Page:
The Impact of Cochlear Implant on Vocabulary Knowledge with Students
Children with profound congenital hearing fail to gain access to sound until the cochlear implantations are supported. This usually takes at least 12 months. These students will not be able begin learning spoken language, and listening for at least one year. Their abilities to listen and learn spoken language is delayed by year compared to their peers. These students, however, do not have language-learning deficit that will delay the rate at which they acquire vocabularies as their peers. However, there is an indication that that may not be the case. They may not develop vocabulary knowledge at the same rate as their normal peers. Those who received cochlear implants at an early age are likely to gain vocabulary knowledge at the same rate as those of their peers with typical hearing.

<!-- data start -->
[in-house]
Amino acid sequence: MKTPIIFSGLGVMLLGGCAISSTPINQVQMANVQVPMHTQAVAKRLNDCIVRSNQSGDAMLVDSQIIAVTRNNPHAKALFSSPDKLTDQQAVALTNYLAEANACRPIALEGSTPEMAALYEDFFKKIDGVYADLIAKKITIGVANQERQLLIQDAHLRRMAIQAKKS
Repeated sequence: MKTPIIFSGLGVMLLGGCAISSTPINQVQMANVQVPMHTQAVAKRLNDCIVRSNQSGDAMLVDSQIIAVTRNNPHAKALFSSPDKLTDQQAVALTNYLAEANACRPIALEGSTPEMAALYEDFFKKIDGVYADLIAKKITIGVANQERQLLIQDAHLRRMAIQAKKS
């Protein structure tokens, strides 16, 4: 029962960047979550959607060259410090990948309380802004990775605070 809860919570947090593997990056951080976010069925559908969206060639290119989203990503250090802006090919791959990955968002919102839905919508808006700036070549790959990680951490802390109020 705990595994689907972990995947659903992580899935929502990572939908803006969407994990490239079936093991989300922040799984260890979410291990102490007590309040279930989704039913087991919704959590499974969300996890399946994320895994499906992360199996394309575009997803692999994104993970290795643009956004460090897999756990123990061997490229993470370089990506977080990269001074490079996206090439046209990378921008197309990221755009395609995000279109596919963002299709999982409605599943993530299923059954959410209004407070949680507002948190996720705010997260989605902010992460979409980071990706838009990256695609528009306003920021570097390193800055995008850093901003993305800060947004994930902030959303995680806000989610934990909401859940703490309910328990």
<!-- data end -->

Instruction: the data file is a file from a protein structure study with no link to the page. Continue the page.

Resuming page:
Studies in both countries show that receptive growth of vocabulary for children with CIs aged 5-8 years studying at an auditory-oral school indicate normal performance for those who received their implants at the age of 2 years or less. At the age of six, these children may achieve standard mean score range on vocabulary measures. These children also should not be expected to develop vocabulary knowledge like those without hearing impairments. Deaf children with cochlear implants enjoy benefits resulting from enhanced hearing that the technology provides both directly and indirectly. However, CIs does not facilitate hearing sufficiently, and for that reason, they do not allow deaf children to access languages or other environmental information. The children with these implants do not out-perform their peers who do not have them in word or world knowledge.
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